Update: Would you like to receive filenames on the command line? I’ll hand you this fine mess. And the environment? it’s not even clear.

Making a difference

Every day, ask yourself this question: What one thing can I do today that will make this democracy stronger and honor and support its institutions? It doesn’t have to be a big thing. And it probably won’t shake the Earth. The aggregation of them will shake the Earth.

– Benjamin Wittes

I have written some over the past year or two about the dangers facing the country. I have become increasingly alarmed about the state of it. And that Benjamin Wittes quote, along with the terrible tragedy, spurred me to action. Among other things, I did two things I never have done before:

I registered to protest on June 30.

I volunteered to do phone banking with SwingLeft.

And I changed my voter registration from independent to Republican.

No, I have not gone insane. The reason for the latter is that here in Kansas, the Democrats rarely field candidates for most offices. The real action happens in the Republican primary. So if I can vote in that primary, I can have a voice in keeping the crazy out of office. It’s not much, but it’s something.

Today we witnessed, hopefully, the first victory in our battle against the abusive practices happening to children at the southern border. Donald Trump caved, and in so doing, implicitly admitted the lies he and his administration have been telling about the situation. This only happened because enough people thought like Wittes: “I am small, but I can do SOMETHING.” When I called the three Washington offices of my senators and representatives — far-right Republicans all — it was apparent that I was by no means the first to give them an earful about this, and that they were changing their tone because of what they heard. Mind you, they hadn’t taken any ACTION yet, but the calls mattered. The reporting mattered. The attention mattered.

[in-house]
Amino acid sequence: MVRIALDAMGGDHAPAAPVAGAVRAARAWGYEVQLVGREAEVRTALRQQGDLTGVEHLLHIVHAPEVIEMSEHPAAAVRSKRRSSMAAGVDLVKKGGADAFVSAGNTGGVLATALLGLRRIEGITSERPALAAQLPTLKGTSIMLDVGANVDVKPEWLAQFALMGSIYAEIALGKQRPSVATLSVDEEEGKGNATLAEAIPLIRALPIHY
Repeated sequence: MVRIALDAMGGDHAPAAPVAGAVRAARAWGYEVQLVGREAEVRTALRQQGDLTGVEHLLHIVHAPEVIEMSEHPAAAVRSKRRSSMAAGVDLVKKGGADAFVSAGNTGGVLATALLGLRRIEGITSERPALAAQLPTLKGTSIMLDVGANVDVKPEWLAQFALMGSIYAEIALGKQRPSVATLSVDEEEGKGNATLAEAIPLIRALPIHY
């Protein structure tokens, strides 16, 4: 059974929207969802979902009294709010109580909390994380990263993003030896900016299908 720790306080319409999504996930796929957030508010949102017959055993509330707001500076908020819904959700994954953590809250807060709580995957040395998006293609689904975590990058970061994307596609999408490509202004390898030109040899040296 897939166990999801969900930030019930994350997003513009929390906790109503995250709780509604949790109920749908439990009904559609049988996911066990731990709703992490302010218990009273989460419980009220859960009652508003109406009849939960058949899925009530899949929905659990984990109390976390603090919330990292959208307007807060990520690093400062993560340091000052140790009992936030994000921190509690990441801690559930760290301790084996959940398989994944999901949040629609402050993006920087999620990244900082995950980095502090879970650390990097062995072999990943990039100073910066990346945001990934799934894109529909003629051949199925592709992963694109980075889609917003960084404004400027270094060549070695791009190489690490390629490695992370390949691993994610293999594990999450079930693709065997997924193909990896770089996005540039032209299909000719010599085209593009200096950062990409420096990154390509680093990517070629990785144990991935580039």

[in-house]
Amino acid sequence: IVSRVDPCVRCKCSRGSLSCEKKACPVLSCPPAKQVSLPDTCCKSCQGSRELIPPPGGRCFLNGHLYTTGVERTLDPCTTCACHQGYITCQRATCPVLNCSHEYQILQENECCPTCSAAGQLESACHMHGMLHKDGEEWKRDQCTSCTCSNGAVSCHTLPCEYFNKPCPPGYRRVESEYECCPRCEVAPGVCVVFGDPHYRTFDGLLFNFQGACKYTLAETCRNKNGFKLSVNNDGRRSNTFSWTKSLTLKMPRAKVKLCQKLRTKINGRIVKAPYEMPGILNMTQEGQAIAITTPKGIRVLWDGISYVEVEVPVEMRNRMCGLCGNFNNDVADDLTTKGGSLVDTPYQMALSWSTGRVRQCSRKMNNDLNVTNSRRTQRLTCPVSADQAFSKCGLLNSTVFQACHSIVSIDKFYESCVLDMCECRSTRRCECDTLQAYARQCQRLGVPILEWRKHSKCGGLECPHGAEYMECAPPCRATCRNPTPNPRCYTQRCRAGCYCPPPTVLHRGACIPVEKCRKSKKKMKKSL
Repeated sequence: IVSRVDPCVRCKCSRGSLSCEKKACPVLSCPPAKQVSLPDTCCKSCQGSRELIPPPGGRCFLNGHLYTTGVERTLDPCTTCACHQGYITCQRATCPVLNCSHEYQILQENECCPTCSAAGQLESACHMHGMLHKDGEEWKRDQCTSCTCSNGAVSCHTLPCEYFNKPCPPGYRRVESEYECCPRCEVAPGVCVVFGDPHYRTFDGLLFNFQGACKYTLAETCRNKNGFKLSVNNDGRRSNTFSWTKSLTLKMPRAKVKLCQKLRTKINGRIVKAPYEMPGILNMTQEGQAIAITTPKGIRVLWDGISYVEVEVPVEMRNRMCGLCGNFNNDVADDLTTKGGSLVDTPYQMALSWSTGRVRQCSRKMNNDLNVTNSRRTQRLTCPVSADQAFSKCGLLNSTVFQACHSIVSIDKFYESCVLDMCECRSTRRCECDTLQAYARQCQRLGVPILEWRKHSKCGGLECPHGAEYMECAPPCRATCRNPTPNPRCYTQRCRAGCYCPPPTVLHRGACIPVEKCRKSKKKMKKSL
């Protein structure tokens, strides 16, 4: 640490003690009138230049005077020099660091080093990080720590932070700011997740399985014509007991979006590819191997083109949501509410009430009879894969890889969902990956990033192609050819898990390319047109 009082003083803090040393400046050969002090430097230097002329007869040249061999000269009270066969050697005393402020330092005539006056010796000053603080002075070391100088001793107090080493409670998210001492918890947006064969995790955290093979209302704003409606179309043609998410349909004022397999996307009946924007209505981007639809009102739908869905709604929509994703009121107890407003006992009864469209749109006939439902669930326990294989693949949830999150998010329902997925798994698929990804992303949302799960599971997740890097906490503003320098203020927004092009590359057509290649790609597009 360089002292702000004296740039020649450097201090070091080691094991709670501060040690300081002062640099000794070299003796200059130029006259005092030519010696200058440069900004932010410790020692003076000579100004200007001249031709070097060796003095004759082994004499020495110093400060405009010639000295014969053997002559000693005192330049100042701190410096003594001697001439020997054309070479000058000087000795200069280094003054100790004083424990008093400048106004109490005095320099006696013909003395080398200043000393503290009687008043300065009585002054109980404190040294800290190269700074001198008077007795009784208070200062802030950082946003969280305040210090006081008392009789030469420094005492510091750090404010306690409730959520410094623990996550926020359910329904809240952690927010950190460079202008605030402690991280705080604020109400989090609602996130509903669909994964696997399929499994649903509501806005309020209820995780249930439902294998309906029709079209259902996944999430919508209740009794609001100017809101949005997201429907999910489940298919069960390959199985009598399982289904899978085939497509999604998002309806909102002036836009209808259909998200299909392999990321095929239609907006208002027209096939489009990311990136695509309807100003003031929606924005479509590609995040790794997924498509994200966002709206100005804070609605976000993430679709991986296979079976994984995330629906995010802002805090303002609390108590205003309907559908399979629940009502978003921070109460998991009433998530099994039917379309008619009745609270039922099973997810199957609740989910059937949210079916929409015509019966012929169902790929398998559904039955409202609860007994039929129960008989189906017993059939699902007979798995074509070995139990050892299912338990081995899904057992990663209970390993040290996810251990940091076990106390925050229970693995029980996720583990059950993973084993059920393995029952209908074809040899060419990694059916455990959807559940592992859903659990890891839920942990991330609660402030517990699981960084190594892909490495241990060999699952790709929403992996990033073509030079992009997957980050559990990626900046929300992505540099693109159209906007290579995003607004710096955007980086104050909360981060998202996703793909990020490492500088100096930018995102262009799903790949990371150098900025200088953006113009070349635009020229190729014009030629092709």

I am going to keep doing what little bit I can. I hope everyone else will too. Let us shake the Earth.

Memories, Father’s Day, and an 89-year-old plane

“Oh! I have slipped the surly bonds of Earth
And danced the skies on laughter-silvered wings;
Sunward I’ve climbed, and joined the tumbling mirth
of sun-split clouds, — and done a hundred things”

– John Gillespie Magee, Jr.

I clicked on the radio transmitter in my plane.

O’Neill Traffic, Bonanza xx departing to the south. And Trimotor, thanks for flight #1. We really enjoyed it.

And we had. Off to my left, a 1929 Ford Trimotor airliner was heading off into the distance, looking as if it were just hanging in the air, glinting in the morning sun, 1000 feet above the ground. Earlier that morning, my boys and I had been passengers in that very plane. But now we had taken off right after them, as they were taking another load of passengers up for a flight and we were flying back home. To my right was my 8-year-old, and my 11-year-old was in back, both watching out the windows. The radio clicked on, and the three of us heard the other pilot’s response: